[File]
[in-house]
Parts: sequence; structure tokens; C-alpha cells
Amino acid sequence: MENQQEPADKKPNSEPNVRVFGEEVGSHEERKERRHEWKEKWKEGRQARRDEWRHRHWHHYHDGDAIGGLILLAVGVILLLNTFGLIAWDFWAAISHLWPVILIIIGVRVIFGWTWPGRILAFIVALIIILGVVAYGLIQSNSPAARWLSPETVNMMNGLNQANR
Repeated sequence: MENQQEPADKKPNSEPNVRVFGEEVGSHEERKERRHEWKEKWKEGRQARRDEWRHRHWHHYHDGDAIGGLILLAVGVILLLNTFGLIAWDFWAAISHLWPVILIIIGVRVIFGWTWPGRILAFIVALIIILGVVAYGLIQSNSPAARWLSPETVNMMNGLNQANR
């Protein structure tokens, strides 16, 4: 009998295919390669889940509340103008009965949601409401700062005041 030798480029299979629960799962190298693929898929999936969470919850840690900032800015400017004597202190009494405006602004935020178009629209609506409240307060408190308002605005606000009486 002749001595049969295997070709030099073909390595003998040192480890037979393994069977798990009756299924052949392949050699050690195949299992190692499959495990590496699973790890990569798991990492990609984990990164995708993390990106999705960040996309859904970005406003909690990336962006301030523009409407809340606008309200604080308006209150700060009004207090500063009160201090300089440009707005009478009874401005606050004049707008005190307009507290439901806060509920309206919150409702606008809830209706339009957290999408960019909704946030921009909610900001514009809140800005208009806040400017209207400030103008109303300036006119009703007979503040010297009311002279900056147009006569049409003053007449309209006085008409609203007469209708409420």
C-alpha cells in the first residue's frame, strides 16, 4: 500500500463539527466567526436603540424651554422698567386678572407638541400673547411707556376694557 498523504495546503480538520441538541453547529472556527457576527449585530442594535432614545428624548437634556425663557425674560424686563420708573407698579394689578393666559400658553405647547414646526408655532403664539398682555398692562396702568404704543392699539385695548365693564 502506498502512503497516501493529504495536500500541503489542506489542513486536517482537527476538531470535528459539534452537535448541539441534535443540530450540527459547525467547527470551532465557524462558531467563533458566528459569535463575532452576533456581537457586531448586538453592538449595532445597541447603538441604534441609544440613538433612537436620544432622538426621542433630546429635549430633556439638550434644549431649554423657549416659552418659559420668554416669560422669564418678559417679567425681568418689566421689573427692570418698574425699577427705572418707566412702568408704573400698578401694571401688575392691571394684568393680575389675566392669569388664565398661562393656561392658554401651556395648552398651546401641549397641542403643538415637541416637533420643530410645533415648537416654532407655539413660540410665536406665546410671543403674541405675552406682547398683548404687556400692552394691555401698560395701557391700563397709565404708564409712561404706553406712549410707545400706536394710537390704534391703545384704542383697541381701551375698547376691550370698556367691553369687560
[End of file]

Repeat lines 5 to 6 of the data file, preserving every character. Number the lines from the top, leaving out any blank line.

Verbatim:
């Protein structure tokens, strides 16, 4: 009998295919390669889940509340103008009965949601409401700062005041 030798480029299979629960799962190298693929898929999936969470919850840690900032800015400017004597202190009494405006602004935020178009629209609506409240307060408190308002605005606000009486 002749001595049969295997070709030099073909390595003998040192480890037979393994069977798990009756299924052949392949050699050690195949299992190692499959495990590496699973790890990569798991990492990609984990990164995708993390990106999705960040996309859904970005406003909690990336962006301030523009409407809340606008309200604080308006209150700060009004207090500063009160201090300089440009707005009478009874401005606050004049707008005190307009507290439901806060509920309206919150409702606008809830209706339009957290999408960019909704946030921009909610900001514009809140800005208009806040400017209207400030103008109303300036006119009703007979503040010297009311002279900056147009006569049409003053007449309209006085008409609203007469209708409420």
C-alpha cells in the first residue's frame, strides 16, 4: 500500500463539527466567526436603540424651554422698567386678572407638541400673547411707556376694557 498523504495546503480538520441538541453547529472556527457576527449585530442594535432614545428624548437634556425663557425674560424686563420708573407698579394689578393666559400658553405647547414646526408655532403664539398682555398692562396702568404704543392699539385695548365693564 502506498502512503497516501493529504495536500500541503489542506489542513486536517482537527476538531470535528459539534452537535448541539441534535443540530450540527459547525467547527470551532465557524462558531467563533458566528459569535463575532452576533456581537457586531448586538453592538449595532445597541447603538441604534441609544440613538433612537436620544432622538426621542433630546429635549430633556439638550434644549431649554423657549416659552418659559420668554416669560422669564418678559417679567425681568418689566421689573427692570418698574425699577427705572418707566412702568408704573400698578401694571401688575392691571394684568393680575389675566392669569388664565398661562393656561392658554401651556395648552398651546401641549397641542403643538415637541416637533420643530410645533415648537416654532407655539413660540410665536406665546410671543403674541405675552406682547398683548404687556400692552394691555401698560395701557391700563397709565404708564409712561404706553406712549410707545400706536394710537390704534391703545384704542383697541381701551375698547376691550370698556367691553369687560